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Wheel change
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Change Wheels
History-Suspension 1
History-Suspension 2
History-Suspension 3
History-Suspension 4
History-Suspension 5
History-Suspension 6
History-Suspension 7

Undercarriage 1
Undercarriage 2
Steering Wheel 1
Steering Wheel 2
Steering Lock
Steering 1
Steering 2
Safety Steering
Rack Pinion Steering
Steering Ratio 1
Steering Ratio 2
Steering Ratio 3
Ball Steering
Worm Roller Steering
Hydraulic Power Steer. 1
Hydraulic Power Steer. 2
Electr. Power Steer. 1
Electr. Power Steer. 2
Electr.-hydraulic Pump
Torque (power steer.)
Electr. Stab. Program
Finger Steering
One-piece Track Rod
Four Wheel Steering 1
Four Wheel Steering 2
Four Wheel Steering 3
Dry Joint
Suspension control 1
Wheel positions
Spring systems
Electr. Air Suspension
Center of Gravity
Oblique/lateral drift angle
Elk Test
Wheel Bearing 1
Wheel Bearing 2
Wheel Bearing 3
Wheel Bearing 4
Ind. pulse sensor
Wheel sensor 1
Wheel sensor 2
Transversal Axis
Suspension Carrier
Below View
Adj. suspension
Stabilizer 1
Stabilizer 2
Stabilizer 3
Double-wishbone 1
Double-wishbone 2
Double-wishbone 3
Air suspension truck
McPherson Strut 1
McPherson Strut 2
McPherson Strut 3
McPherson Strut 4
Trailing Arm
Twist-beam Rear Axle
Space Arms
Multilink Axle
Semi-trailing Arm Axle
Rear-wheel Drive
Electr. Stab. Program
ABS/ESP-Hydr. Unit
One-arm Swing. Fork
Formula-3 Racing Car
Pend. Wheel Suspen.
Torson Crank Suspen.
DeDion Axle 1
DeDion Axle 2
Rigid Axle 1
Rigid Axle 2
Rigid Axle 3
Rigid Axle 4
Rigid Axle 5

Self steering axle
Track rod joint
Coil Spring 1
Coil Spring 2
Coil Spring 3
Leaf Spring
Torsion Bar Spring
Rubber Suspension
Hydropn. Suspension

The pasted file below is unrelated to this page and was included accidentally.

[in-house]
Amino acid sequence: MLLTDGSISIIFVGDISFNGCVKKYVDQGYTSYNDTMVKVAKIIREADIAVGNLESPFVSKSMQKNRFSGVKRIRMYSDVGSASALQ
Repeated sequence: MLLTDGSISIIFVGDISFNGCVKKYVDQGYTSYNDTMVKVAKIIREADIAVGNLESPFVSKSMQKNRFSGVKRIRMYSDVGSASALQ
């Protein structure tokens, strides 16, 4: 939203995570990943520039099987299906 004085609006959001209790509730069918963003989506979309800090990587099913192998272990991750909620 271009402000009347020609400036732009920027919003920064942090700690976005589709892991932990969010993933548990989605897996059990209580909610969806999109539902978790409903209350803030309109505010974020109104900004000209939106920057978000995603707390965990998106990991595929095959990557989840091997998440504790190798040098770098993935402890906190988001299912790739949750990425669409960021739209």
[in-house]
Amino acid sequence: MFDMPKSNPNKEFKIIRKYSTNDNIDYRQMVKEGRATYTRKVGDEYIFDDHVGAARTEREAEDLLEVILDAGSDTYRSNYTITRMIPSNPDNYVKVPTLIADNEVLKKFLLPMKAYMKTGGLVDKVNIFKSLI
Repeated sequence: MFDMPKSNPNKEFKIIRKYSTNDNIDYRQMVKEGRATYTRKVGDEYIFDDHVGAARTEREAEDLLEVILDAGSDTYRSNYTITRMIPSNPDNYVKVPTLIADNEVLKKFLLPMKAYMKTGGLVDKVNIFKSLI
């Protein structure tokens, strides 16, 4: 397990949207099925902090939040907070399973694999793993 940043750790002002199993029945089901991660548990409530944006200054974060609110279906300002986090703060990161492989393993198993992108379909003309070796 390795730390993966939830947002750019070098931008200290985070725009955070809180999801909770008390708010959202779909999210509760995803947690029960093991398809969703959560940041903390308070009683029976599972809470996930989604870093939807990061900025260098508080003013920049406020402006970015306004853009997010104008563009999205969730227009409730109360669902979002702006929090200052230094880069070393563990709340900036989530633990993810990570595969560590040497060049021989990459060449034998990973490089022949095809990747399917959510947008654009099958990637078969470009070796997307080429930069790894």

Air Suspension 1
Air Suspension 2
Shock Absorber 1
Shock Absorber 2
Shock Absorber 3
Shock Absorber 4
Shock Absorber 5
Single-tube Damper 1
Single Tube Damper 2
Double-tube Damper
Shock Absorber Piston
Friction Absorber
Wheel Positions

Tyre Calculation
Inch -> mm
Axle Load Distrib.
Payload Distrib.
Roller Resistance 2

Wheel suspension 1
Wheel suspension 2
Suspension 3
Suspension 4
Suspension 5
Suspension 6
Suspension 7
Suspension 8
Suspension 9
Suspension 10
Suspension 11
Suspension 12
Suspension 13
Suspension 14
Wheels 1
Wheels 2
Wheels 3
Wheels 4
Wheels 5
Wheels 6
Wheels 7
Wheels 8
Wheels 9
Wheels 10
Wheels 11
Wheels 12
Wheels 13
Suspension 1
Suspension 2
Suspension 3
Carriage 4
Suspension 5
Steering 1
Steering 2
Steering 3
Steering 4

Elk Test


In 1997 the motor car industry was taken by surprise. A test procedure, actually only applied by Swedish testers, was suddenly the talk of the town. In the beginning Mercedes Benz did not wanted to admit it, however, deficiencies became evident which allowed a vehicle of the "A" class to tip over in certain driving situations. All of a sudden, a great deal of possibly self-proclaimed testers tried to induce this result with other vehicles as well. Some were astonishingly resistant. Mercedes however, drew thorough conclusions, and suspended, not only the "A" class, but also postponed the sales start of the Smart which showed similar symptoms.


Reduction of the tipping tendency:
Lower center of gravity
Road surface without grip
Narrow tyres
Small tyre diameter
Large wheel track
Hard suspension
Electronic Stability Program

In the meantime, the elk test has been somewhat standardised. At a speed of 65 km/h the lane must be abruptly changed. This simulates the avoiding swerve-manoeuvre to evade an elk, one does not want to collide with 300 - 400 kg of animal! Apart from that, the question of how strongly one brakes also plays a roll. Without ESP the brake cannot be fully depressed because then the vehicle would no longer be steerable.

Thus, ESP is important. Only vehicles vehicles without activated ESP - the last was the Dacia Logan (2006) - run the risk of failing the elk test. With these vehicles precaution is difficult. This can best of all, be seen in the Smart (figure 2). It is relatively narrow and high. It's wheels have been placed as wide apart as possible. In the beginning the suspension and vibration damping were also rock hard, in the meantime, they are however, somewhat milder. Particularly for a motor car like the Smart, one can imagine that, under unfavorable conditions, with multiple, abrupt lane changes, it could quite easily tip over onto it's side. One is - with other vehicles as well - not completely protected from tipping over. A sensible, and reasonable driving manner is still the best protection. ESP protects primarily by relatively early braking intervention. 05/10